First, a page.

There’s no suggestion that Henry is attracted to children – he first meets Clare as a grown woman – but the way it’s handled is tone-deaf. Elsewhere, Henry’s early trauma is poignantly depicted, and while there’s the intrinsic problem of Clare’s passivity – how waiting for Henry moulds her – Leslie and James at least try to bring Hepburn-Tracy-style grit and fire to their exchanges. Despite this, and even with Moffat on board – he famously updated Sherlock Holmes – TTTW isn’t very good. Aside from dubious grooming jokes, it has a dated, sluggish feel, as though filmed through dirty gauze.
In the same week, one-off BBC Two drama Floodlights, written by Matt Greenhalgh, directed by Nick Rowland, told the story of the real-life child sexual abuse of Crewe, Bury and Sheffield United football player Andy Woodward by youth coach Barry Bennell, who abused many other boys in different clubs over the decades.
Woodward went public in the Guardian in 2016 (Bennell is currently serving 34 years). Early scenes in the Crewe Alexandra youth squad, where young football-mad Andy, portrayed with vivid, people-pleasing sweetness by Max Fletcher, is manipulated by Bennell (a mesmerising, malevolent Jonas Armstrong) are almost too unbearable to watch. Bennell also grooms Woodward’s parents (Morven Christie and Steve Edge), and as a self-styled “star-maker” bullies Woodward into accepting the abuse: “You want to be my favourite, don’t you?”
Gerard Kearns (Shameless) plays the older Woodward, first as a dead-eyed professional footballer, later as bottled-up stress makes him practically suicidal. Sometimes the narrative feels jerky and truncated: one gruesome omitted detail is that Bennell married Woodward’s sister. However, there’s much to admire in the stillness and darkness – symbolic floodlights flashing off – and the integrity of all the performances. This is a worthy companion piece to the 2021 docuseries Football’s Darkest Secret, and a powerful testament to Woodward’s courage.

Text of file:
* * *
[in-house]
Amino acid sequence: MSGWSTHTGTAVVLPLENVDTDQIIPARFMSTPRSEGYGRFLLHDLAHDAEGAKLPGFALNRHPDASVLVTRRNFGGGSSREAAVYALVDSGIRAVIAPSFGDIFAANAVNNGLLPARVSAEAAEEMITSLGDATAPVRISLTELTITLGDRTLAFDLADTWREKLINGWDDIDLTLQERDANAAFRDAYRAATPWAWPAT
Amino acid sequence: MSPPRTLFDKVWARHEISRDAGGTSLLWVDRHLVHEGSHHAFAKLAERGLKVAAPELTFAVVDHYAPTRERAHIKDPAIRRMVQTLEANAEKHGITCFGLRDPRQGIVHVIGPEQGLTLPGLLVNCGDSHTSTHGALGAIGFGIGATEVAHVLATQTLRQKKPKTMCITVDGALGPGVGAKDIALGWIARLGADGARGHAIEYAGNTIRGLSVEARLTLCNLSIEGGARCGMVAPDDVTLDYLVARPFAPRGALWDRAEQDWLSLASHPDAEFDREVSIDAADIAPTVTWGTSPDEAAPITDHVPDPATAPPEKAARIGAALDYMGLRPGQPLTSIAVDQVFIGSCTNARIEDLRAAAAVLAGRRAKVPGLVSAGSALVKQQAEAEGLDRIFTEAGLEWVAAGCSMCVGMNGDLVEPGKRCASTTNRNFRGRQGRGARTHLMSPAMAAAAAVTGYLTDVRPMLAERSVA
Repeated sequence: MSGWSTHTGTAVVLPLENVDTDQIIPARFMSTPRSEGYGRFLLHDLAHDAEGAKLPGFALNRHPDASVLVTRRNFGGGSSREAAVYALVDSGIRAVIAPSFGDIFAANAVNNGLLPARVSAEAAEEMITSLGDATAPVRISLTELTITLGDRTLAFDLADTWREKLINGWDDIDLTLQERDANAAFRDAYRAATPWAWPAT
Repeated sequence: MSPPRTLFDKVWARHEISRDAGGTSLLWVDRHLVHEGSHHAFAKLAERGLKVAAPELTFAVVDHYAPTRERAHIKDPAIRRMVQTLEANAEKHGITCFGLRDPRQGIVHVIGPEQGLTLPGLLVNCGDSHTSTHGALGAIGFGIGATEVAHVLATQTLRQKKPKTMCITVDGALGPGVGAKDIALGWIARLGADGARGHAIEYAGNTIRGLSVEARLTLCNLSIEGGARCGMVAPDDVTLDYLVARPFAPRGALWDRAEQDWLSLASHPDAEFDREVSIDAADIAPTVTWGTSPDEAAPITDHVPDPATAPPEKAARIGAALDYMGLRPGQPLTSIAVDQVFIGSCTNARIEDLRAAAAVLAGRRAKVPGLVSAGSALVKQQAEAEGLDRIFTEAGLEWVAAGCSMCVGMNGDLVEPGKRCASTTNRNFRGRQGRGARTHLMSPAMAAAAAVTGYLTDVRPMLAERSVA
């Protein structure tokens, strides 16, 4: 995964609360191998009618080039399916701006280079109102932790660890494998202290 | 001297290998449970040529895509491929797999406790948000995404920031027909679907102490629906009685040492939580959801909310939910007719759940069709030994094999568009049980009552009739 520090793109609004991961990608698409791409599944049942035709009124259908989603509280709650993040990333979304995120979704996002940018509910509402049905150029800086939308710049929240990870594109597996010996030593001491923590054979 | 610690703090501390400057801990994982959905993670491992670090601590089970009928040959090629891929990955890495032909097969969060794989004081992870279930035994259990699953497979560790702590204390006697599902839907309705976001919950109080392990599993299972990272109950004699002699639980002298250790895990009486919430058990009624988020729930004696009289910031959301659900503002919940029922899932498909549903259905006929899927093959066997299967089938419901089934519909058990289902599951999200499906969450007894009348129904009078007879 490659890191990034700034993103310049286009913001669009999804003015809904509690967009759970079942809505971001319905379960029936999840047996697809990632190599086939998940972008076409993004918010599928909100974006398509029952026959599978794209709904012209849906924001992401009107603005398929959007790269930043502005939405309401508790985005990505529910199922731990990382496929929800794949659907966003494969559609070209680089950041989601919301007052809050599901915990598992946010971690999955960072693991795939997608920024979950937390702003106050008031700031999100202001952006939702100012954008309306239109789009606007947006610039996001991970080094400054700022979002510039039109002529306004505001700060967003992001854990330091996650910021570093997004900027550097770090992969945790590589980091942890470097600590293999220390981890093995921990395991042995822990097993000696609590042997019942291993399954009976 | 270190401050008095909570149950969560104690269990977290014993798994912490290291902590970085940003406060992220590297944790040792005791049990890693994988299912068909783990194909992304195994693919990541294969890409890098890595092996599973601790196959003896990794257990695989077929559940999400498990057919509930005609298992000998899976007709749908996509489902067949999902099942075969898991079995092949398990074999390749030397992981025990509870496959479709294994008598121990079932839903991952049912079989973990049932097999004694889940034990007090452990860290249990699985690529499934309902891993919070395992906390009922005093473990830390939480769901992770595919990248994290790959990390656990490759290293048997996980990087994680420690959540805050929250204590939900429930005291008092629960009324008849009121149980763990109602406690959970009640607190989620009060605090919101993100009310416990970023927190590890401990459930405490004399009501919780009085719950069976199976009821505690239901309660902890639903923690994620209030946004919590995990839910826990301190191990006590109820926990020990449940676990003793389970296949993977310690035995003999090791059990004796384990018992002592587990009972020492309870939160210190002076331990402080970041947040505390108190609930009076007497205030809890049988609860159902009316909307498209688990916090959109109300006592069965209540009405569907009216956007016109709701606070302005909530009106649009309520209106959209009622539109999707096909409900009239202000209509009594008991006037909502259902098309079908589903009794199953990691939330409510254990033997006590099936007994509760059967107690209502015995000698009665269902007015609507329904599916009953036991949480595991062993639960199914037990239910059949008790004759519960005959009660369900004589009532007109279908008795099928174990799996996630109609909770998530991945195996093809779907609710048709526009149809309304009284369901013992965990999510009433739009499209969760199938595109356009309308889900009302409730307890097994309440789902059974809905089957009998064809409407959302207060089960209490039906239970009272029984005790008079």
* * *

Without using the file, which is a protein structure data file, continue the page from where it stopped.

In the Channel 4 documentary Elon Musk: Superhero or Supervillain?, an attempt is made to delve into the psyche of the “bad boy” billionaire. Rightly identified as “polarising” and “self-promotional”, the PayPal/Tesla electric car entrepreneur and world’s richest person recently hit the headlines for putting in a $44bn bid for Twitter – though that’s currently on hold while the two sides argue about the percentage of spambots on the platform.
Musk builds rockets so that, one day, humankind can colonise Mars as a “multiplanetary species”. Nice – though maybe Musk should deal with earthly concerns first: namely, as examined here, the ongoing racial harassment suits filed by workers at his Tesla plant in California. This is an absorbing programme and a brave one: Musk is far from “super” about criticism. Ultimately, he comes across as a tragic character Aaron Sorkin and Jesse Armstrong might get together to invent, before realising he’s too far-fetched. “Let’s make him bid to buy Twitter.” “Now steady on!”
What else I’m watching
Katherine Parkinson (Rachel in BBC One’s Here We Go) stars in this ruthlessly candid Australian comedy about a lawyer and mother whose divorce leads her to boldly experiment with dating apps, using a spreadsheet to keep track.
The Prince’s Master Crafters: the Next Generation
Admit it: you’re fascinated by wood carving, ironwork and weaving. Jim Moir (AKA Vic Reeves) hosts a new series in which amateurs are tutored by masters of dying traditional arts and crafts, which Prince Charles is working to preserve.
Joe Wicks: Facing My Childhood
The celebrity trainer was awarded an MBE for keeping British kids healthy during the pandemic with livestreamed fitness routines. Here, he talks frankly about his troubled childhood and his parents’ mental health issues.